February 2 is World Wetlands Day and while the theme for 2018 is ‘wetlands for a sustainable urban future’ the Far South Coast Local Land Services team, partnering with local land managers and the Eurobodalla Shire Council, have been hard at work in and around the Tuross River to make sure that the river and the communities and industries it supports, have a sustainable future too.
Andrew Hart, the new owner of Coopers Island in Bodalla, appreciates the long history of rehabilitation works implemented on his property and is preparing to build upon it by working with Local Land Services (LLS) to continue to establish and protect wetland vegetation and the stream bank from erosion.
Above: Andrew Hart on his property at Coopers Island Bodalla.
"I see this project as a win for the environment and for the property.” Andrew said.
Andrew will work on his property in 2018 through funding from the Australian Government’s National Landcare Program. The aim of the funding is to address the main causes of water quality issues within the Tuross River.
A risk assessment undertaken as part of the Eurobodalla Shire Council’s Tuross Estuary and Coila Lake Coastal Management Plan (2017) identified that agricultural practices and bank erosion causing sedimentation pose the highest risk to the estuary values.
At the same time bank erosion causing loss of agricultural land is the highest risk to agricultural values, so the LLS team have designed a project that will provide a positive social, environmental and economic outcome.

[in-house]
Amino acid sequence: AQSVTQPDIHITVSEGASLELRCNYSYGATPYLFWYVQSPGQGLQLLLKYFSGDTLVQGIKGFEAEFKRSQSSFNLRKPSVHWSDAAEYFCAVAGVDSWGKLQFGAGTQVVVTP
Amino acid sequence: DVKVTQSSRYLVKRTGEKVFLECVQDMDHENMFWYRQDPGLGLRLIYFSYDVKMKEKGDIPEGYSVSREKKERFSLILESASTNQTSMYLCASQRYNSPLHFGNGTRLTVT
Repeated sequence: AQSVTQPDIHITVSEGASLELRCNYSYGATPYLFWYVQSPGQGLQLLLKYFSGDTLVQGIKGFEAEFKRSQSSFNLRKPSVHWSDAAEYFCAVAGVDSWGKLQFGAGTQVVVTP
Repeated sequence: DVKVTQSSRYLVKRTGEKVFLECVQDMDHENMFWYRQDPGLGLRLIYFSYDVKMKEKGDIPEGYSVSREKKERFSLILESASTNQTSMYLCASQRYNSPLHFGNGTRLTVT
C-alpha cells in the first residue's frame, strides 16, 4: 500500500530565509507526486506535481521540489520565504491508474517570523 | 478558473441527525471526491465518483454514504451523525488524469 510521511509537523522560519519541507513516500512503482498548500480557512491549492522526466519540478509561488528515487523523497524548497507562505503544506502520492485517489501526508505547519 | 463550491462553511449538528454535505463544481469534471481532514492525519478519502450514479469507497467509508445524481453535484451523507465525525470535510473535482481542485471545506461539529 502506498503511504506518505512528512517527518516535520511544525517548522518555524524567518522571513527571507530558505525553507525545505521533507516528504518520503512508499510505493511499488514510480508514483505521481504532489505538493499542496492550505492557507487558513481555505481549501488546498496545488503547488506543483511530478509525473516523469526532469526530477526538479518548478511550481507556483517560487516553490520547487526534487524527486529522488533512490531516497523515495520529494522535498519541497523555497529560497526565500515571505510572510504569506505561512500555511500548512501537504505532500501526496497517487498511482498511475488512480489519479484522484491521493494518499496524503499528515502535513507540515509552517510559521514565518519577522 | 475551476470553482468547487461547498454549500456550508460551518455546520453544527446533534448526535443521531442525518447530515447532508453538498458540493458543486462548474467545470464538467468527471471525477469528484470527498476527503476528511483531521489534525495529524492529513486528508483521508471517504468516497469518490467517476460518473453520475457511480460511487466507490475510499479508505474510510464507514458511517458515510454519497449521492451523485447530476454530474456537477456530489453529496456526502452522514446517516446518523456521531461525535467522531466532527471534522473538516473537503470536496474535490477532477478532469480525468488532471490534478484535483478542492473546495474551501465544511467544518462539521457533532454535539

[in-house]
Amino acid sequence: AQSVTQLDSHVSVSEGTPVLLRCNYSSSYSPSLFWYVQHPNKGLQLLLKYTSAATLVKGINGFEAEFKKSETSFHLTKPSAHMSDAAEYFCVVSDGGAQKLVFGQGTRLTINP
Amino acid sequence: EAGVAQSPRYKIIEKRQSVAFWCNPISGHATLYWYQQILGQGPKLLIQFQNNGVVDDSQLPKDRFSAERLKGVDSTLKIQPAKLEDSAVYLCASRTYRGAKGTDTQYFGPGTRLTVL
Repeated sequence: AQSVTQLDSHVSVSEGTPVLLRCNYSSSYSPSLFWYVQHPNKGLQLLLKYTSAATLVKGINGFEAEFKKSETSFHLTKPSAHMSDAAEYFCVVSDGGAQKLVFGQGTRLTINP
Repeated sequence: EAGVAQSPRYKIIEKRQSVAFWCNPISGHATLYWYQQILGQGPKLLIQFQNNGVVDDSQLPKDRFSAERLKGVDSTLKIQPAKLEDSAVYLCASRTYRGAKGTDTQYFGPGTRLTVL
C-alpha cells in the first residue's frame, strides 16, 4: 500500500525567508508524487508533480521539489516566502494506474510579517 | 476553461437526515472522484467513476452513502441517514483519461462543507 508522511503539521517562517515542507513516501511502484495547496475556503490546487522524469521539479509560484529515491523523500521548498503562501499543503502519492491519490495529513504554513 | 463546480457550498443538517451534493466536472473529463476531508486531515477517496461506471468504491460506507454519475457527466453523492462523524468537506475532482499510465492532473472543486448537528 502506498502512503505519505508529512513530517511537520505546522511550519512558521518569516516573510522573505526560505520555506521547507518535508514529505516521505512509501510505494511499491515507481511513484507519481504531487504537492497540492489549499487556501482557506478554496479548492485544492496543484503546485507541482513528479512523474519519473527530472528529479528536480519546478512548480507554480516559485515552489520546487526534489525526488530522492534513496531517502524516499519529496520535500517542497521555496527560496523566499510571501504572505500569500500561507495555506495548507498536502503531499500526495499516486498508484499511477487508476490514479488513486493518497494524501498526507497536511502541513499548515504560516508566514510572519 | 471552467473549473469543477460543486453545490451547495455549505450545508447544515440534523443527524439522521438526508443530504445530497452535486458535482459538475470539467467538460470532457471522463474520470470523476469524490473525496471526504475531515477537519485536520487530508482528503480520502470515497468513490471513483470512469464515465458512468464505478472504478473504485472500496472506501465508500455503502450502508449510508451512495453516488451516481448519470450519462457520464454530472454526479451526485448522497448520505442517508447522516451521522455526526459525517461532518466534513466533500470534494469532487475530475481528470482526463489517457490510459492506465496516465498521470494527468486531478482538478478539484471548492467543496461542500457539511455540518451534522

“Through this project I’m hoping to prevent river bank loss, improve water quality and protect the many sensitive wetlands on my property".
Andrew, and six other land managers in the area, will be erecting fencing to prevent stock from entering the river and fringing wetlands, grazing on riparian and wetland vegetation and causing more silt to enter the water.
They will also plant native vegetation on the riverside and fringing wetlands to provide stability for the bank, act as a buffer against erosion and pollutants effecting water quality and provide habitat for native animals.
As part of the project significant areas of coastal saltmarsh and mangroves will be enhanced and protected, both of which are important nursery grounds for many commercial fish.
Better water quality will also improve the productivity and sustainability of oyster farmers on the river and environmental values of the estuary which are important for fishing, recreation and tourism.
“Wetlands are a critical part of our environment in the South East and are our greatest asset, as they filter nutrients and sediment from our rivers, bind our coastline preventing erosion and also act as a nursery for important recreational fish species” said Sonia Bazzacco, LLS Land Services Officer.
“Most people also do not realise they act as a carbon sink, removing it from the atmosphere at a faster rate than any other vegetation type. Not only that they are of course beautiful places to spend time enjoying nature.”
To find out more about this project or how you can help manage wetlands in the South East call Sonia Bazzacco on 0429 998 585.